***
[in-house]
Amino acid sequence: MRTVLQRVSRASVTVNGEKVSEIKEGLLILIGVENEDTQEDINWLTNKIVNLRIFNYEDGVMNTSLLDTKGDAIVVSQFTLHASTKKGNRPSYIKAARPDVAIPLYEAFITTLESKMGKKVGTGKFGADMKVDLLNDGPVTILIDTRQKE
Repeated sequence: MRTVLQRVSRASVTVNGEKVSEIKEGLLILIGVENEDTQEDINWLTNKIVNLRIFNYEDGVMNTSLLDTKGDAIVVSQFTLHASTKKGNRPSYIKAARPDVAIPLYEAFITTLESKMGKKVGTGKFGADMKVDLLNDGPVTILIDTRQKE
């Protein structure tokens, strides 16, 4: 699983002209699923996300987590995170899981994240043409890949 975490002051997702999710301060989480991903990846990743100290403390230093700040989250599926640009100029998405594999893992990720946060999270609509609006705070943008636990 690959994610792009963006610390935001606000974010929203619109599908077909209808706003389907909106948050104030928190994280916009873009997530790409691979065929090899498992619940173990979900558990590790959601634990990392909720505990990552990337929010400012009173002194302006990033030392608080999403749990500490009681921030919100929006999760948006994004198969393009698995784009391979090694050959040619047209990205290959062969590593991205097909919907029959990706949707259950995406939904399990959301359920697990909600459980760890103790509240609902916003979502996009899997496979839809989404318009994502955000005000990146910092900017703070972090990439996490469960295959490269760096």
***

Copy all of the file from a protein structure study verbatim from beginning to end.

[in-house]
Amino acid sequence: MRTVLQRVSRASVTVNGEKVSEIKEGLLILIGVENEDTQEDINWLTNKIVNLRIFNYEDGVMNTSLLDTKGDAIVVSQFTLHASTKKGNRPSYIKAARPDVAIPLYEAFITTLESKMGKKVGTGKFGADMKVDLLNDGPVTILIDTRQKE
Repeated sequence: MRTVLQRVSRASVTVNGEKVSEIKEGLLILIGVENEDTQEDINWLTNKIVNLRIFNYEDGVMNTSLLDTKGDAIVVSQFTLHASTKKGNRPSYIKAARPDVAIPLYEAFITTLESKMGKKVGTGKFGADMKVDLLNDGPVTILIDTRQKE
């Protein structure tokens, strides 16, 4: 699983002209699923996300987590995170899981994240043409890949 975490002051997702999710301060989480991903990846990743100290403390230093700040989250599926640009100029998405594999893992990720946060999270609509609006705070943008636990 690959994610792009963006610390935001606000974010929203619109599908077909209808706003389907909106948050104030928190994280916009873009997530790409691979065929090899498992619940173990979900558990590790959601634990990392909720505990990552990337929010400012009173002194302006990033030392608080999403749990500490009681921030919100929006999760948006994004198969393009698995784009391979090694050959040619047209990205290959062969590593991205097909919907029959990706949707259950995406939904399990959301359920697990909600459980760890103790509240609902916003979502996009899997496979839809989404318009994502955000005000990146910092900017703070972090990439996490469960295959490269760096």